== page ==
Harvesting the sun
The final phase of the University of Northern Iowa's new Multimodal Transportation Center (MMTC) is underway and is another component of the university's leadership in sustainability.
By the end of the summer, 11 rows of photovoltaic (PV) panels will top the MMTC, harvesting the sun's energy rather than reflecting it back into the atmosphere. The energy produced, in conjunction with the building's geothermal heating system, supplies approximately all of the energy needs for the building, making it a net-zero energy use building -- one of Iowa's first.
The 960 crystalline PV panels lining the MMTC roof are each 3 by 5 feet and weigh approximately 40 pounds. Each year they will produce approximately 263,600 kWhr of electricity. The system will connect into the university's electrical infrastructure, and any energy not used in the building will be used elsewhere on campus.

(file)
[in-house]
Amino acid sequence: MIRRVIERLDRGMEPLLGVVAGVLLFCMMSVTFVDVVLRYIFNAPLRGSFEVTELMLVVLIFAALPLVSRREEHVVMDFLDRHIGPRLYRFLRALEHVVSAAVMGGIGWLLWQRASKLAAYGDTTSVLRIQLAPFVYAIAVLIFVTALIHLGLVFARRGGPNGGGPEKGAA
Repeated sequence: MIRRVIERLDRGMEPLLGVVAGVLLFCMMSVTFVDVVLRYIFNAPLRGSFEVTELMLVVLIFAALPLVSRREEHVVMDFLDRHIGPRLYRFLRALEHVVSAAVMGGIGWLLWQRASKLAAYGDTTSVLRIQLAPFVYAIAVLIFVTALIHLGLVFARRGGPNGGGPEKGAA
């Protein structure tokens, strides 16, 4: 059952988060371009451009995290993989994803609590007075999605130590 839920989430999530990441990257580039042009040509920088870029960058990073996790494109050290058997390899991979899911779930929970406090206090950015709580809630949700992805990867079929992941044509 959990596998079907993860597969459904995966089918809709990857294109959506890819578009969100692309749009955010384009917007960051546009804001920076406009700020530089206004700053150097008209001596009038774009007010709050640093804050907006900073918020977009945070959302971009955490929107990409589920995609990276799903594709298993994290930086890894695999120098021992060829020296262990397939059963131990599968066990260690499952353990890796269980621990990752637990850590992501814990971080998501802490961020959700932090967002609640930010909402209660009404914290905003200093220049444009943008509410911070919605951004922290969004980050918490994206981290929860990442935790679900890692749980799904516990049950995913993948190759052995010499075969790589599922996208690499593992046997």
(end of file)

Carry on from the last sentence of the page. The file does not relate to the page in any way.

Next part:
The MMTC's PV addition places the PV panel array above the top deck of the parking ramp, tilted up toward the south, to ensure the maximum amount of electricity can be generated through all four seasons.
According to a 2008 report by students enrolled in UNI's Professional Science Master's program, a PV system needs a sturdy base or support system, and shading is always a concern. Using roofs on campus -- many of which are large, flat and above nearby structures and trees -- for PV systems is a wise use of campus space.
The PV system also is an educational tool, as alternative energies and solar energy, specifically, become larger players in areas of study such as science, technology, political science and sociology. UNI already has held courses specifically on solar energy and sustainability, coordinates solar technology training and provides outreach to K through 12 schools in energy conservation and renewable energies.